The Power Broker by Robert A Caro
While I was reading this book, I can across a short youtube video of Everyday Tragedies. While we only ever think about these when they cross our minds for whatever reason, you can just run the odds and realize that there's probably something soul-crushing happening in your city right now.
Witnesses revealed that hundreds of innocent housewives and working girls had been framed as prostitutes and, if they could not raise the cash to buy their freedom, had been jailed, sometimes for months, by a cabal of crooked vice-squad policemen, court clerks and magistrates.
According to Caro, the situation doesn't necessarily improve once Moses Arrives in New York City. Granted, this book is fairly one-sided against Moses; it excoriates him for his use of parks projects to allocate construction work to people willing to play the patronage game. Later, Moses expanded into public authorities which gave him independent discretionary control over New York's toll bridges revenues, which furthered the reach of his monetary influence.
What Moses had succeeded in doing, really, was to replace graft with benefits that could be derived with legality from a public works project. He had succeeded in centralizing in his projects -- and to a remarkable extent in his own person -- all those forces which are not in theory supposed to, but which in practice do, play a decisive role in political decisions.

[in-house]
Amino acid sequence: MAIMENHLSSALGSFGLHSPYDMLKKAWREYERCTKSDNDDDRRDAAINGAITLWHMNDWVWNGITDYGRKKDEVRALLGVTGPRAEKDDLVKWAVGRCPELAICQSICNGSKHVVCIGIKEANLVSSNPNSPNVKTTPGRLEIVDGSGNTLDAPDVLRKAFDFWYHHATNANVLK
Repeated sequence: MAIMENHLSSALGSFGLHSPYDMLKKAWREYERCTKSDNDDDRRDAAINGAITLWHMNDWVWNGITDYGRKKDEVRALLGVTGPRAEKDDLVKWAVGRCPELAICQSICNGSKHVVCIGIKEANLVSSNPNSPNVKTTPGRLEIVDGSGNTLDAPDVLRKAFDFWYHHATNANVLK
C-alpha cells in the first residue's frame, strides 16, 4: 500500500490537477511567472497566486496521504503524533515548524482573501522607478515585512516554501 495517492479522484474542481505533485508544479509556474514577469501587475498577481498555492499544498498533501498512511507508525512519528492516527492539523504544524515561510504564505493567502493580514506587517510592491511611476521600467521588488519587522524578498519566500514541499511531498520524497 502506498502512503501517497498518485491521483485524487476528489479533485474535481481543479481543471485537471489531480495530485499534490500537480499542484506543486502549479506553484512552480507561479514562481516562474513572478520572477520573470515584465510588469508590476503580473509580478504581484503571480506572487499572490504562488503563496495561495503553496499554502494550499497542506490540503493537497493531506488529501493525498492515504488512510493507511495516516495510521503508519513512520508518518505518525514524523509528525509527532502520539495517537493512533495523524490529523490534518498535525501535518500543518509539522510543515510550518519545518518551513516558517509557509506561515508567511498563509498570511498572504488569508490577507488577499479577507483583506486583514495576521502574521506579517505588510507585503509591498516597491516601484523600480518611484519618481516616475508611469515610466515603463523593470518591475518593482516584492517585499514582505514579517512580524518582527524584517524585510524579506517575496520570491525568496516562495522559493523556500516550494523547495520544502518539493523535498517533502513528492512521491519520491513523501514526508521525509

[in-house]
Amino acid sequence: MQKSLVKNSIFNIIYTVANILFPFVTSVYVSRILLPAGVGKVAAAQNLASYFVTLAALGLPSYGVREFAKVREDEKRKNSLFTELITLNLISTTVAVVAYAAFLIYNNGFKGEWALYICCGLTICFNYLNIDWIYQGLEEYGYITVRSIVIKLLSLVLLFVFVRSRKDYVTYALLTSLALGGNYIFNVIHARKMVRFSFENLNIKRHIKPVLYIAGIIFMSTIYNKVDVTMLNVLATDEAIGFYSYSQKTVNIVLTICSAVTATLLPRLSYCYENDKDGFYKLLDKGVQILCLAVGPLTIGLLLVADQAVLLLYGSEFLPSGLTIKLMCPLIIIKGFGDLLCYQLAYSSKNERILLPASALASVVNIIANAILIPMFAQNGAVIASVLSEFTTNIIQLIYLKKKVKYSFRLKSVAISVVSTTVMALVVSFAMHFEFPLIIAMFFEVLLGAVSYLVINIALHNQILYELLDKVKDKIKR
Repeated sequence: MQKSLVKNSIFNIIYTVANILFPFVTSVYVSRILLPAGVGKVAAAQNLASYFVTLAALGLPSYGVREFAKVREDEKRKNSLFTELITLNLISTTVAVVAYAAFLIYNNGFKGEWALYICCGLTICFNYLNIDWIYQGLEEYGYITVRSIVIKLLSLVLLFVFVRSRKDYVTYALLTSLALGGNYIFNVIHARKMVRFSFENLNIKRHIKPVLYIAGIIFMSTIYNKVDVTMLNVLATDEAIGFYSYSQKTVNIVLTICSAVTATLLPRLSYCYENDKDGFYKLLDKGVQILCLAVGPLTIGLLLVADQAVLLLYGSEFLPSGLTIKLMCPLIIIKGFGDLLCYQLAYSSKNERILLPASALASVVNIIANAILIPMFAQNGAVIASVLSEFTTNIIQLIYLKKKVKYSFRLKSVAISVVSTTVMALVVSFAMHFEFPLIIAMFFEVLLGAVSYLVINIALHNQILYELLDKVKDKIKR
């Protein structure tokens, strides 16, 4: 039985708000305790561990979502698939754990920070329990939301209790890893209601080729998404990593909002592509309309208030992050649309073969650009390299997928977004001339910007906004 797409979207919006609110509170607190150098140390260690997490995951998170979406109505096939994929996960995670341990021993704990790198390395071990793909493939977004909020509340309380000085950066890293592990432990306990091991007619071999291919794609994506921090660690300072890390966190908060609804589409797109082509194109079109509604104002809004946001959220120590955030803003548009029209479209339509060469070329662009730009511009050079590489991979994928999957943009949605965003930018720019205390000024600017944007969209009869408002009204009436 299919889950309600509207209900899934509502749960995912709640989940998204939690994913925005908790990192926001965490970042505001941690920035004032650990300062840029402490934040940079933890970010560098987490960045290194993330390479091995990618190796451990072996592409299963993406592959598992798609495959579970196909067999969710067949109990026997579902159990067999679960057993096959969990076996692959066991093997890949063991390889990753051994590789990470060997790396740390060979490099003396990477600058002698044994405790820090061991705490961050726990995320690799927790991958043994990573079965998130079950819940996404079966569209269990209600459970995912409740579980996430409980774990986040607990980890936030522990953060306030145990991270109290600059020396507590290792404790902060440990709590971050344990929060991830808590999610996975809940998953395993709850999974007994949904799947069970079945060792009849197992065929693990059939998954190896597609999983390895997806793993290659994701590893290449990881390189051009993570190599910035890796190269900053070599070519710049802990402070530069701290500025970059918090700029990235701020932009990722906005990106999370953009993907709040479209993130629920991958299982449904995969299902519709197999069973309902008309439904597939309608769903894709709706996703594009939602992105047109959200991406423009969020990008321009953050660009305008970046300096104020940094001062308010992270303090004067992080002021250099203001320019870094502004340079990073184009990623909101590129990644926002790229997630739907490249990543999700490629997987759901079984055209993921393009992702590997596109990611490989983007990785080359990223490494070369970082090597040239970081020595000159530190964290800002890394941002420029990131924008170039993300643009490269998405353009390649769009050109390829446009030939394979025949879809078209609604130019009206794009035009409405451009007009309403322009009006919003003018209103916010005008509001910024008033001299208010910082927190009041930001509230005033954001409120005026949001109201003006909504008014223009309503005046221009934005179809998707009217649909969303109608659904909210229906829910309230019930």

Since cars paid him tolls, Moses allegedly constrained public transport development. Imagine a New York City with less bridges for cars and more for trains, with no expressways and no parking, with more ferries and more neighborhoods. That was New York City before Robert Moses.
But the public authority concept was new in the United States...
The Port of New York Authority, the first large authority in America, modeled on its London counterpart and created by an interstate compact between New York and New Jersey, would not be created until 1921...
"Our bridge was fabulously successful," Jack Madigan would say, "We were earning -- after the carrying charges -- $600,000 per year NET!!! (in 1937 dollars)" And that was just one bridge!
Apparently, Moses was fond of saying "You have to break some eggs to make an omelette." Books like this remind us to retort "and who exactly gets how much of that omelette?". Or to stop and think that maybe the "egg" is more like the seal in the above youtube video, slaughtered without a sound because it was too exhausted to fight anymore.
Lawsuits take money. The state's supply of this commodity is comparatively bottomless. The private citizen's is not.